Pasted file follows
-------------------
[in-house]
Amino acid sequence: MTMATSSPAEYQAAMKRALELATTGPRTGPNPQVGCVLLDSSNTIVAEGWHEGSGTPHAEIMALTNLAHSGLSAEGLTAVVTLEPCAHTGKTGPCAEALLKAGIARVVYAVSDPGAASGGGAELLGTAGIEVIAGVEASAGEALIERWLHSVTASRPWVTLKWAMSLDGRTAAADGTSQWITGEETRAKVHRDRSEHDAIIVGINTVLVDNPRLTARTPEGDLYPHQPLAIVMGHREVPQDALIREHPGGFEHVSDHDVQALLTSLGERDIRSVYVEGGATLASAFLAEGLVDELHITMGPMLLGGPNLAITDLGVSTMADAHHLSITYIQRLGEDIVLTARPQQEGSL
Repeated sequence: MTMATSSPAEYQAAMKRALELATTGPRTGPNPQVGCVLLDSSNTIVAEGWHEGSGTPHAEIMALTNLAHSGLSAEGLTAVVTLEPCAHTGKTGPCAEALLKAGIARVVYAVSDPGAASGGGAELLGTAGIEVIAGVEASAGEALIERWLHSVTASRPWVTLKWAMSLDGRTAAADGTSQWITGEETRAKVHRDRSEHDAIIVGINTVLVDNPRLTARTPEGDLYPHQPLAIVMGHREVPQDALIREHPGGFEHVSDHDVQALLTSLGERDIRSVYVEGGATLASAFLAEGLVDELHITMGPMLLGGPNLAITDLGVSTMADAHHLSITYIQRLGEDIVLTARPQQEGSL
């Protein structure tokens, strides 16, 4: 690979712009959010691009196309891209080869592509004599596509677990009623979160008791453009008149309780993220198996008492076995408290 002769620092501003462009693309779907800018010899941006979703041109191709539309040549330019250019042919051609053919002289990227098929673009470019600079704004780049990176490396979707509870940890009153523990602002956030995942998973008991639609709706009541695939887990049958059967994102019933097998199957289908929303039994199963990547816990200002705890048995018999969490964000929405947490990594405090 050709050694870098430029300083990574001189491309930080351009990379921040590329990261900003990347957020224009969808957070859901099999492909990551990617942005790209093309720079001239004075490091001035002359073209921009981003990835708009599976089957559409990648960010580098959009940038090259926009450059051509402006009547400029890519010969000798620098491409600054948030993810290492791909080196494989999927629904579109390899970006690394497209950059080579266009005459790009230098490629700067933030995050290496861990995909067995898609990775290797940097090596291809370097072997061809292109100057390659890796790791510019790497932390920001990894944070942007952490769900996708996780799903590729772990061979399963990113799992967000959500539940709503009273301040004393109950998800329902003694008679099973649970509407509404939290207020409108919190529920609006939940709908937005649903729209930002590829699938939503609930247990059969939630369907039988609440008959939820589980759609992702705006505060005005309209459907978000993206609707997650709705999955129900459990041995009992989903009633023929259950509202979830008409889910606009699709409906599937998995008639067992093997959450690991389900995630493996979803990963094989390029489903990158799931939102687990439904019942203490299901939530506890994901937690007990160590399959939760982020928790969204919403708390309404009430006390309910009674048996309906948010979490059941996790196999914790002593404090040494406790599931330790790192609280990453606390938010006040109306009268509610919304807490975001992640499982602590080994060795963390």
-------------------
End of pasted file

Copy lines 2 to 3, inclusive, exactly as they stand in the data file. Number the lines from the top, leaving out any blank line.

Amino acid sequence: MTMATSSPAEYQAAMKRALELATTGPRTGPNPQVGCVLLDSSNTIVAEGWHEGSGTPHAEIMALTNLAHSGLSAEGLTAVVTLEPCAHTGKTGPCAEALLKAGIARVVYAVSDPGAASGGGAELLGTAGIEVIAGVEASAGEALIERWLHSVTASRPWVTLKWAMSLDGRTAAADGTSQWITGEETRAKVHRDRSEHDAIIVGINTVLVDNPRLTARTPEGDLYPHQPLAIVMGHREVPQDALIREHPGGFEHVSDHDVQALLTSLGERDIRSVYVEGGATLASAFLAEGLVDELHITMGPMLLGGPNLAITDLGVSTMADAHHLSITYIQRLGEDIVLTARPQQEGSL
Repeated sequence: MTMATSSPAEYQAAMKRALELATTGPRTGPNPQVGCVLLDSSNTIVAEGWHEGSGTPHAEIMALTNLAHSGLSAEGLTAVVTLEPCAHTGKTGPCAEALLKAGIARVVYAVSDPGAASGGGAELLGTAGIEVIAGVEASAGEALIERWLHSVTASRPWVTLKWAMSLDGRTAAADGTSQWITGEETRAKVHRDRSEHDAIIVGINTVLVDNPRLTARTPEGDLYPHQPLAIVMGHREVPQDALIREHPGGFEHVSDHDVQALLTSLGERDIRSVYVEGGATLASAFLAEGLVDELHITMGPMLLGGPNLAITDLGVSTMADAHHLSITYIQRLGEDIVLTARPQQEGSL